United Nations criticises Indonesia’s response to Forests and Climate Change:


FPP / Sawit Watch / AMAN Press Statement

Date of publication: 
23 March 2009

In a statement made public on 18 March 2009, the United Nations Committee on the Elimination of Racial Discrimination strongly criticises Indonesia for failing to respect indigenous peoples’ rights in relation to oil palm plantations. Oil palm converts existing forests into plantations, in part for the production of biofuels, a process that has resulted in massive forest loss in Indonesia. The Committee also raised concerns about a draft regulation on Reduced Emissions from Deforestation and Forest Degradation (REDD). The latter envisages the government handing out forest concessions to companies for the capture of carbon much as logging concessions have been handed out in the past, and is proposed as a measure to mitigate climate change by reducing pressure on forests.

The UN Committee, a body composed of 18 independent human rights experts chosen by governments, explains that it remains concerned that oil palm plantations are the source of numerous conflicts with local communities. It was especially concerned with respect to Indonesia’s failure to protect indigenous peoples’ rights in connection with oil palm concessions.

The Committee reiterates its August 2007 recommendation to Indonesia that oil palm concessions must not violate the rights of indigenous peoples to own and control their traditional lands and must not be issued without first obtaining the consent of the affected indigenous peoples.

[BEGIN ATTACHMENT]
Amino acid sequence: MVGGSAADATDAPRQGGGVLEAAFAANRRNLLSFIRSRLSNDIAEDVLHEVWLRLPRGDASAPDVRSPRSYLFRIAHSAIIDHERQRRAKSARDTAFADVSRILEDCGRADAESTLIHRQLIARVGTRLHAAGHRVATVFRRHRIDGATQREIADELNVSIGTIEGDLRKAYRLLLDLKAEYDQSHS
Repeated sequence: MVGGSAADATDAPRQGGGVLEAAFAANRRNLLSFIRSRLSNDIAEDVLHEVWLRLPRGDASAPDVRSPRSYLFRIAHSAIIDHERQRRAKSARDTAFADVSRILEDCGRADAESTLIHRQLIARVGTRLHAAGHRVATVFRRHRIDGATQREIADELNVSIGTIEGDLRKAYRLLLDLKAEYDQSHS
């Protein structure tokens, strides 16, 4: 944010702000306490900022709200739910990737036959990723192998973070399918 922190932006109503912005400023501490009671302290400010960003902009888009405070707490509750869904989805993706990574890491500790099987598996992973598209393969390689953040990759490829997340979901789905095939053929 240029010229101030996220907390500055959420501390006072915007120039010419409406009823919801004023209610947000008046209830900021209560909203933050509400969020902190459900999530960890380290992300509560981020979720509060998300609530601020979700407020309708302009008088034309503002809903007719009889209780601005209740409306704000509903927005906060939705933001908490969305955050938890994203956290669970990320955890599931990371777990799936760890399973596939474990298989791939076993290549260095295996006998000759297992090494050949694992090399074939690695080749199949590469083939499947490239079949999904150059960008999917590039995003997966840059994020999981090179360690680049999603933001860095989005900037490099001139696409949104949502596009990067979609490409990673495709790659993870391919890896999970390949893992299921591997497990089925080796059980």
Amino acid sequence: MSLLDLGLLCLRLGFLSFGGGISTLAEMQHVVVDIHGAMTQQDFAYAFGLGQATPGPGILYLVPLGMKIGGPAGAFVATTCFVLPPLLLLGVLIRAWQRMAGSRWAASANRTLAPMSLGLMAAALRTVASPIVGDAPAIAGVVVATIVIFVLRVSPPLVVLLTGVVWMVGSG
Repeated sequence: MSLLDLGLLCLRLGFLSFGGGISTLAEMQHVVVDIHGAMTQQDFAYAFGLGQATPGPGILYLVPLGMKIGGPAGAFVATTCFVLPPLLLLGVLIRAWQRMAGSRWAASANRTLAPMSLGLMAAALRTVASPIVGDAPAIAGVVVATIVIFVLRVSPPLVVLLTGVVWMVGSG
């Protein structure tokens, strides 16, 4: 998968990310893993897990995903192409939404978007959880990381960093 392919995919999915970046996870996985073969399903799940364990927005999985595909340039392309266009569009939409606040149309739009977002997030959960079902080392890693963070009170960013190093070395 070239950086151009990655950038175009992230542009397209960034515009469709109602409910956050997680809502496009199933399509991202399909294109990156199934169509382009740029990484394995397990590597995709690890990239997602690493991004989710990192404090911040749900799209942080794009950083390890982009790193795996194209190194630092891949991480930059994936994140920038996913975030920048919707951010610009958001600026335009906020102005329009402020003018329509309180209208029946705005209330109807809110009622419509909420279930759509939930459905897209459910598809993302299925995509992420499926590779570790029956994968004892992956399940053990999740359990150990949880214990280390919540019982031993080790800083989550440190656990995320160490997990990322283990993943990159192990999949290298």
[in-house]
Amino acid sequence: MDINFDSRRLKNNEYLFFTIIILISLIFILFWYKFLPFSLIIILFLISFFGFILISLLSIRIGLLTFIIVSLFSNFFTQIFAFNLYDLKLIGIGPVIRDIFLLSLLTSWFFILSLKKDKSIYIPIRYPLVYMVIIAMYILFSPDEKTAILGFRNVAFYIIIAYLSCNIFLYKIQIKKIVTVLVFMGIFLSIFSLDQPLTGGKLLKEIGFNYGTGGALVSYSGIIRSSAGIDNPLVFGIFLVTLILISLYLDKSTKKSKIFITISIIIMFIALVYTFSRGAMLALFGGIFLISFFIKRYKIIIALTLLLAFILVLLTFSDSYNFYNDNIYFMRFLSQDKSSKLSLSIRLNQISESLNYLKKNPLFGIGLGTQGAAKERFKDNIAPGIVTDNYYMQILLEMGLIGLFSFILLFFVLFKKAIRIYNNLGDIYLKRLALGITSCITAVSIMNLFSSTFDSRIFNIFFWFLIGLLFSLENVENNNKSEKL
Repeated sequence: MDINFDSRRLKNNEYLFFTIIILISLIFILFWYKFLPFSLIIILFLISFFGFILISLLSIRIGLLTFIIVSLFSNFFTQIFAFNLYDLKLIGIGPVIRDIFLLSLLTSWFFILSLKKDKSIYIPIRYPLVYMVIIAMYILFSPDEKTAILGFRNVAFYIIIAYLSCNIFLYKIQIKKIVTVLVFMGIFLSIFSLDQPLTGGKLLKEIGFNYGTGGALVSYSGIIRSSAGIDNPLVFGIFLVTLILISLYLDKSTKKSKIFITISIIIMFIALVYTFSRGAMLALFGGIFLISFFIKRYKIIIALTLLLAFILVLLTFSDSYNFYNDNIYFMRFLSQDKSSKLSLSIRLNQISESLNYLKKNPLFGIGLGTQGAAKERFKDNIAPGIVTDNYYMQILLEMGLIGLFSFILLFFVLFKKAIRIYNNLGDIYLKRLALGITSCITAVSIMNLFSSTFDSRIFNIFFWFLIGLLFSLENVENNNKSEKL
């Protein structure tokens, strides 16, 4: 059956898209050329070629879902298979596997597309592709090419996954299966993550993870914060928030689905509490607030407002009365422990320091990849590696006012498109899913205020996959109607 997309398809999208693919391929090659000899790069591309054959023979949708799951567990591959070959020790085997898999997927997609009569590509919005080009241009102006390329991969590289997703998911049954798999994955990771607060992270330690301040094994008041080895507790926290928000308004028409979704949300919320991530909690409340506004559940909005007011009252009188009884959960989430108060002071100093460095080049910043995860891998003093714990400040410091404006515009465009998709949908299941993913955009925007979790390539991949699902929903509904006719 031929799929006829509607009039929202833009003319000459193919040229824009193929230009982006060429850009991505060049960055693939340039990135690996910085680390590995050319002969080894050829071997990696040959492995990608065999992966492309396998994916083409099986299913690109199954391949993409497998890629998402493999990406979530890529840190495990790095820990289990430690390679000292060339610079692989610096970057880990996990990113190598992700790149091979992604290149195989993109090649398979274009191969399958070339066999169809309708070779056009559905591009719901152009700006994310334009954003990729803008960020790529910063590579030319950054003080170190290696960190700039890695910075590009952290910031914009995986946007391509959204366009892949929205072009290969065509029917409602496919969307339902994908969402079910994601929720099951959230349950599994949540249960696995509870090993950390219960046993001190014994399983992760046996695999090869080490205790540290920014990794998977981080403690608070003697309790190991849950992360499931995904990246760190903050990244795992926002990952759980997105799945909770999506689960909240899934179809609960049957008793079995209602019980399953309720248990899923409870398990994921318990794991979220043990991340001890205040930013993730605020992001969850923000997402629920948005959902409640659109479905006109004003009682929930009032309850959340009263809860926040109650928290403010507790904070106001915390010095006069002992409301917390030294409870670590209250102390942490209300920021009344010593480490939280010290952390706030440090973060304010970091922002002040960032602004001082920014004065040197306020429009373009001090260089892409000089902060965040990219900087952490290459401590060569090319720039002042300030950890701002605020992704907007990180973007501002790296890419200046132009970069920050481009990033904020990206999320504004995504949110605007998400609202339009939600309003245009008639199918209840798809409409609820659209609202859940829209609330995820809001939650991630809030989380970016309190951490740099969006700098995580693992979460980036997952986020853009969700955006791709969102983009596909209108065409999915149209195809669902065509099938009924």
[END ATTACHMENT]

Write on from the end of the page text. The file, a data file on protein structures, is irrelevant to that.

Indonesia’s national indigenous peoples’ organization, Aliansi Masyarakat Adat Nusantara (AMAN), welcomed the Committee’s statement as further evidence of the growing international concern about the situation of indigenous peoples in Indonesia, particularly as it relates to their rights to own and control their traditional territories. AMAN urges the Government of Indonesia to respond by ensuring that it effectively implements the Committee’s recommendations and by providing accurate and timely reports to the Committee that show the actual situation on the ground.

Indonesia’s draft 2008 Regulation on Implementation Procedures for Reducing Emissions from Deforestation and Forest Degradation was also criticised by the Committee for being incompatible with the rights of indigenous peoples. The Committee recommended that the draft Regulation, as well as other laws, be reviewed and amended to ensure their consistency with the rights of indigenous peoples to own and control their traditionally owned territories and to consent to activities, such as REDD, that may affect them.

The Committee’s statement was adopted pursuant to its early warning and urgent action procedures, which are only used for the most serious and urgent cases. The urgency was emphasised by the Committee when it asked Indonesia to report back to the Committee no later than 31 July 2009. Indonesia has so far failed to respond to the Committee’s concerns about palm oil expansion along the Kalimantan border, which were first raised by the Committee over a year ago.